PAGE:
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Will the bubble burst?

As optimism continues within the residential housing market, leading property web portal, Rightmove.co.uk, has raised its forecast for the average annual property price increase to 6% for this year. In January they predicted a 2% rise which they doubled to 4% only two months ago – and up to 6% just this week.

Many home owners will see this as good news, but warning signs are already starting to appear, with the Royal Institute of Chartered Surveyors expressing concerns over another housing bubble akin to what we saw from around 2003 to 2007.

These views have been supported by Vince Cable, the Business Secretary. During the recent Lib Dem party conference Mr Cable expressed fears that we may be getting back to the times when the market got out of control and banks and building societies lent money based on unrealistically high prices. He also questioned the wisdom of certain aspects of the Government Schemes designed to help (particularly first time buyers) people get on to the housing ladder.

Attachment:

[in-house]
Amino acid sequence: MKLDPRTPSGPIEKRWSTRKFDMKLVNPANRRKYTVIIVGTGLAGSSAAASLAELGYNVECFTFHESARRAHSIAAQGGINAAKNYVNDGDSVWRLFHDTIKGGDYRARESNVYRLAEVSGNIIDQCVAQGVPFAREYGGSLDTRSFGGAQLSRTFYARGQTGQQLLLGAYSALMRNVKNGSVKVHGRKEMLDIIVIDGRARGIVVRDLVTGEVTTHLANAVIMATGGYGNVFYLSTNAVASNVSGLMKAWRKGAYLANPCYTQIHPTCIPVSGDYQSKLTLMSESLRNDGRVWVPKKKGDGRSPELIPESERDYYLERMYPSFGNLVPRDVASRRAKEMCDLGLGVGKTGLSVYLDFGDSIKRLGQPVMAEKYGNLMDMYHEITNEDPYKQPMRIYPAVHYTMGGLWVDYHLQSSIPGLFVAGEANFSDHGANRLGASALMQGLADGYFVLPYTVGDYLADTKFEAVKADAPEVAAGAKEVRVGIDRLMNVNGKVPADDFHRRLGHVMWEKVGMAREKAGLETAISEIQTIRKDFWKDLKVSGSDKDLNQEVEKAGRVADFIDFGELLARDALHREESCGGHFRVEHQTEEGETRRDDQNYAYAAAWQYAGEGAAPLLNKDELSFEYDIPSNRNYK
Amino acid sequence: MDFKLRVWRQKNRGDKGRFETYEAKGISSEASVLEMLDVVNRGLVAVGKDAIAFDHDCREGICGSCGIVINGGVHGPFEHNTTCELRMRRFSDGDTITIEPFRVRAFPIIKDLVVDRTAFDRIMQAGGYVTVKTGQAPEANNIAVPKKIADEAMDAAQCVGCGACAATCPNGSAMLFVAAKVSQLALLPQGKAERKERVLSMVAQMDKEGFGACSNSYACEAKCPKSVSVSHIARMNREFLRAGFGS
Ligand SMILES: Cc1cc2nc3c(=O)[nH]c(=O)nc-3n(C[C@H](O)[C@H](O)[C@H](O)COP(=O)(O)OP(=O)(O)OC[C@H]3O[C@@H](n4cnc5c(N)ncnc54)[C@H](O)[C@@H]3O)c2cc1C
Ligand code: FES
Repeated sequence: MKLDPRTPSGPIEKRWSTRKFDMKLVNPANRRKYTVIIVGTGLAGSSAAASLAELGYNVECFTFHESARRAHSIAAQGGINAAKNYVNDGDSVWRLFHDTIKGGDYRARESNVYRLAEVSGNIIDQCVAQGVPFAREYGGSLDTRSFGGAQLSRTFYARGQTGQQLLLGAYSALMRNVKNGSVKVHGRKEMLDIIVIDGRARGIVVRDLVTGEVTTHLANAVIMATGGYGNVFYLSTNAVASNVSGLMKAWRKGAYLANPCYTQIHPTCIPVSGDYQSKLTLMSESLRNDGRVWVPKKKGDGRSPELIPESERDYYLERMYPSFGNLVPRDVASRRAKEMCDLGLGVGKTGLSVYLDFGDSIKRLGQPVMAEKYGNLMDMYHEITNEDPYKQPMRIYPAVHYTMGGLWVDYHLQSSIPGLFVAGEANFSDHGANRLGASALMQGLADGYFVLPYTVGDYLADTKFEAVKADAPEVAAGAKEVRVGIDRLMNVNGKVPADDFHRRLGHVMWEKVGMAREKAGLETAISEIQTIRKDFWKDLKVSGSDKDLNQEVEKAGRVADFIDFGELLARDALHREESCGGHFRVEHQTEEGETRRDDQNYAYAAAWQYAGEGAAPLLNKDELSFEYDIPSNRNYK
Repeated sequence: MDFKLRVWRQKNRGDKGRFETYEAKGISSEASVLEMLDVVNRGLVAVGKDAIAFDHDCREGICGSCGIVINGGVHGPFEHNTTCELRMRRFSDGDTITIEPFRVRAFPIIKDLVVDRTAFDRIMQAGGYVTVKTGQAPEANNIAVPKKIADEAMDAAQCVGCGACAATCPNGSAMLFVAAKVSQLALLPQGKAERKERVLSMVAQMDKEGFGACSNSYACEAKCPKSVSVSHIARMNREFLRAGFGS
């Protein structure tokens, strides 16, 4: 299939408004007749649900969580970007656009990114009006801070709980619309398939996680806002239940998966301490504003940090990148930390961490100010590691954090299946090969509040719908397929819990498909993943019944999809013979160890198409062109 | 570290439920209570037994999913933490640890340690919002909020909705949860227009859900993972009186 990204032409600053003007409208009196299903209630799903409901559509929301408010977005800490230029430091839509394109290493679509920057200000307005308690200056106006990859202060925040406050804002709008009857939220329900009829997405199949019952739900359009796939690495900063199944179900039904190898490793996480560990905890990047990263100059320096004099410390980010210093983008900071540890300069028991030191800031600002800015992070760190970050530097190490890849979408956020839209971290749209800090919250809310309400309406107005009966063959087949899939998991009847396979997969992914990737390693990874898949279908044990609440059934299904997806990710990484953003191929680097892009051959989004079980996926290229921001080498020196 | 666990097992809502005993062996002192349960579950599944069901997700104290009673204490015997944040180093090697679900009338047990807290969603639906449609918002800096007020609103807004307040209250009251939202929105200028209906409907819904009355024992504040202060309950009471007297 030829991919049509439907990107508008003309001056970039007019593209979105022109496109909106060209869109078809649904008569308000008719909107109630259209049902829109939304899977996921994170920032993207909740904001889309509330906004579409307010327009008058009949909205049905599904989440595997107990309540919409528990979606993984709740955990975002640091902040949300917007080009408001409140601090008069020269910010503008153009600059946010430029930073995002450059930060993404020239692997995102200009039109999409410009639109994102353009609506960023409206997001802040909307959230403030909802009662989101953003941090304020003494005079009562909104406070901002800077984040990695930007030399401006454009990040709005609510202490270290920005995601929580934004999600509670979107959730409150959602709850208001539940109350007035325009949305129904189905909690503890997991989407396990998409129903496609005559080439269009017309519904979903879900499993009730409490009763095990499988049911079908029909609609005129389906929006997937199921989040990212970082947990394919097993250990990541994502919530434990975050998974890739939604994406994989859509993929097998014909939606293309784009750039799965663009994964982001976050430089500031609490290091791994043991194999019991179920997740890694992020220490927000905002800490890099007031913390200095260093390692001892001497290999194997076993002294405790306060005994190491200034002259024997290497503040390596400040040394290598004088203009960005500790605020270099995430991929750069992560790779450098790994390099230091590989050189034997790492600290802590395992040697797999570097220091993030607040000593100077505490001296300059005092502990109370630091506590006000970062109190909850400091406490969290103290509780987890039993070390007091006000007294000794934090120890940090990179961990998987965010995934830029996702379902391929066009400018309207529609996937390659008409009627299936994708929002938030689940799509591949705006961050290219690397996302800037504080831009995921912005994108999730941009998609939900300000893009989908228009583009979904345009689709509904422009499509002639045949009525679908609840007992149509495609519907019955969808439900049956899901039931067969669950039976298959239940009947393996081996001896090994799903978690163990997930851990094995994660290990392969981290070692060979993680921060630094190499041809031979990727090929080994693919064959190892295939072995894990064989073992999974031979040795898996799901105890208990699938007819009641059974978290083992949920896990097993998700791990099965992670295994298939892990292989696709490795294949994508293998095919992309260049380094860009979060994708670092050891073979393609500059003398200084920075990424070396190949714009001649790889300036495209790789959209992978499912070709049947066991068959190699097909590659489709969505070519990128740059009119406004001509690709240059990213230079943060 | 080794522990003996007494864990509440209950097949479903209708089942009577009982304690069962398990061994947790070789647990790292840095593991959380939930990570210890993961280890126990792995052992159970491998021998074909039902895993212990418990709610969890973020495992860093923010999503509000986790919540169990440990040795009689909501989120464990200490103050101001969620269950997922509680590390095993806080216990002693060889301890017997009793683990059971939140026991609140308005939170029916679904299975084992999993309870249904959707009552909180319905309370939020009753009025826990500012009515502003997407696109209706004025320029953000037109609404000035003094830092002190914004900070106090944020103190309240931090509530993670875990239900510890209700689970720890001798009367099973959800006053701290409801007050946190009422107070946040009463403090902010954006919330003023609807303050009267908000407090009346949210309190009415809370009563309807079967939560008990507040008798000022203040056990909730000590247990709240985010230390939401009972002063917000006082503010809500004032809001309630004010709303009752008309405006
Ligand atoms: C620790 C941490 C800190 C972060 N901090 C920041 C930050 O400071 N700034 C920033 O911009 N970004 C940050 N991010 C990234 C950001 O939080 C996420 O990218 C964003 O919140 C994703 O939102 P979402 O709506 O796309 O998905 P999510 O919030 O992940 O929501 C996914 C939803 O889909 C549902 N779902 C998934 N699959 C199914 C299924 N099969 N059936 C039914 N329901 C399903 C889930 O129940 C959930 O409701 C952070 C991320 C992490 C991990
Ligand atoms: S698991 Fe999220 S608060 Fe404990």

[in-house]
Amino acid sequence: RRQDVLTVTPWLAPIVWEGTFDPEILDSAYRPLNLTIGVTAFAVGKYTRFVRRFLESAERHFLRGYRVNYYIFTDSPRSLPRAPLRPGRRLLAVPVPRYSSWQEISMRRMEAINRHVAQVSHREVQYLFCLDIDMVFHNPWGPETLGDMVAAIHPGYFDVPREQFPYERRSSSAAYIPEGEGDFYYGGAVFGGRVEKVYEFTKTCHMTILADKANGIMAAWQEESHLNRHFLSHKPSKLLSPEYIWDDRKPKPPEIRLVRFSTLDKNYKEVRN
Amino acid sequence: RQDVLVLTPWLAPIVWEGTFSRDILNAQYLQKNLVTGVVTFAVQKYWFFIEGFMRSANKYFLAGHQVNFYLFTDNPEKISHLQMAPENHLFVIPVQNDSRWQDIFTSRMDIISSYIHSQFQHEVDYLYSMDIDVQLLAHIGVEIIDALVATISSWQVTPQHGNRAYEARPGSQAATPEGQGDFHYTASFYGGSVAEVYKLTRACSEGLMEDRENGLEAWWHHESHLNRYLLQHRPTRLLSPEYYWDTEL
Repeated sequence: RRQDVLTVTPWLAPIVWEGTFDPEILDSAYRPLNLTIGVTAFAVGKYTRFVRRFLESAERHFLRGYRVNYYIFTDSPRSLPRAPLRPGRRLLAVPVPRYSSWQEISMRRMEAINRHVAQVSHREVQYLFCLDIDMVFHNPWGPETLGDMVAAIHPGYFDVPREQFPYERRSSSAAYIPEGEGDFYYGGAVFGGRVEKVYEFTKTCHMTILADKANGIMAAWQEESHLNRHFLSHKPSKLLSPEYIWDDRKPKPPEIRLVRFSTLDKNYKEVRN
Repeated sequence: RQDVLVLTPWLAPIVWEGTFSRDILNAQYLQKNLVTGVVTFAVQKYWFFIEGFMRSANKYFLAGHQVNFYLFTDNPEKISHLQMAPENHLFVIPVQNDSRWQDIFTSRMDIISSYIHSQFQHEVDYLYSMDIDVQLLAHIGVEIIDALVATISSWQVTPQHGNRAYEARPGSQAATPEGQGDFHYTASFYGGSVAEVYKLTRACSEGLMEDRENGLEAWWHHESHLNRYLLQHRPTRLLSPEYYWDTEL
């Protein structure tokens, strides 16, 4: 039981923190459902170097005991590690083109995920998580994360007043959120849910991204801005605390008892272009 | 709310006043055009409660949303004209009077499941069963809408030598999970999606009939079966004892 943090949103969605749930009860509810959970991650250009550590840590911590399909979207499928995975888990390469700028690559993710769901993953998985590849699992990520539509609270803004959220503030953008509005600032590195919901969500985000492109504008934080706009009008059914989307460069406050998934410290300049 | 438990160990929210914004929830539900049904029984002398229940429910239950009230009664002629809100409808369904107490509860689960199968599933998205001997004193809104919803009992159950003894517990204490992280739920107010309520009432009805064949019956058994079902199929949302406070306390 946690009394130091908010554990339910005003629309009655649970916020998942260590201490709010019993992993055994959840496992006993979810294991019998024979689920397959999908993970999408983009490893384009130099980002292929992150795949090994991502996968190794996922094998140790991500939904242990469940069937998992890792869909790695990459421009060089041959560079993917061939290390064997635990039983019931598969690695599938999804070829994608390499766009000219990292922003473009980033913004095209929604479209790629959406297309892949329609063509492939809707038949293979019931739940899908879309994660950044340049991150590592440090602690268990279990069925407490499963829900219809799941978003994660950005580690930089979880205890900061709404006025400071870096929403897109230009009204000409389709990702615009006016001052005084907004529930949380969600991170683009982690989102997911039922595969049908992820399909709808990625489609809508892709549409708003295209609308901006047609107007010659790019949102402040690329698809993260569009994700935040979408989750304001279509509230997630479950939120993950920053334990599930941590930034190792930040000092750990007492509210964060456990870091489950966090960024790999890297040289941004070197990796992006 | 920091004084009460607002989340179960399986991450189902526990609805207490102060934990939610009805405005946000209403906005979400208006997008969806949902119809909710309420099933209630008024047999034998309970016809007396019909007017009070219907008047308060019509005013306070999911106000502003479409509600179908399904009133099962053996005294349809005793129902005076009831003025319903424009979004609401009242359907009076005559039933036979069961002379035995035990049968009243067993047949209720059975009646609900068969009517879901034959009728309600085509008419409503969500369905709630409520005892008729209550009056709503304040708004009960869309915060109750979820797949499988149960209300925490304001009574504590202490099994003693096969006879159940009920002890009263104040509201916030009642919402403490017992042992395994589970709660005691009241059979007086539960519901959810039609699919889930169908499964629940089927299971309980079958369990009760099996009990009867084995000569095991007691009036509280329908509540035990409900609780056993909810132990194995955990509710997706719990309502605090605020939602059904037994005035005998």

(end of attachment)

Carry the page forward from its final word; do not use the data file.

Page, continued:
There are also fears that just a small percentage increase in lending rates could start to see borrowers fall behind on mortgage payments and repossession numbers start to increase once again.

Nick Clegg rejected the suggestion that we might be getting back to what happened in the height of the market around six years ago, but what is clear is that a continuing lack of housing stock can only lead to a hike in prices as demand exceeds supply.

In Lancashire we are certainly seeing more conveyancing transactions taking place and a slight upward movement in prices. In my view we are some way behind what is happening in London and the South East but there are definite pockets of stronger than average activity in parts of our region.

It certainly feels like the right time to get on the housing ladder but we are clear in our advice, particularly to first-time buyer clients: always plan for interest rate rises when assessing what you can afford. So, if there is another “bubble” on the way our clients won’t be caught out if that bubble ever bursts.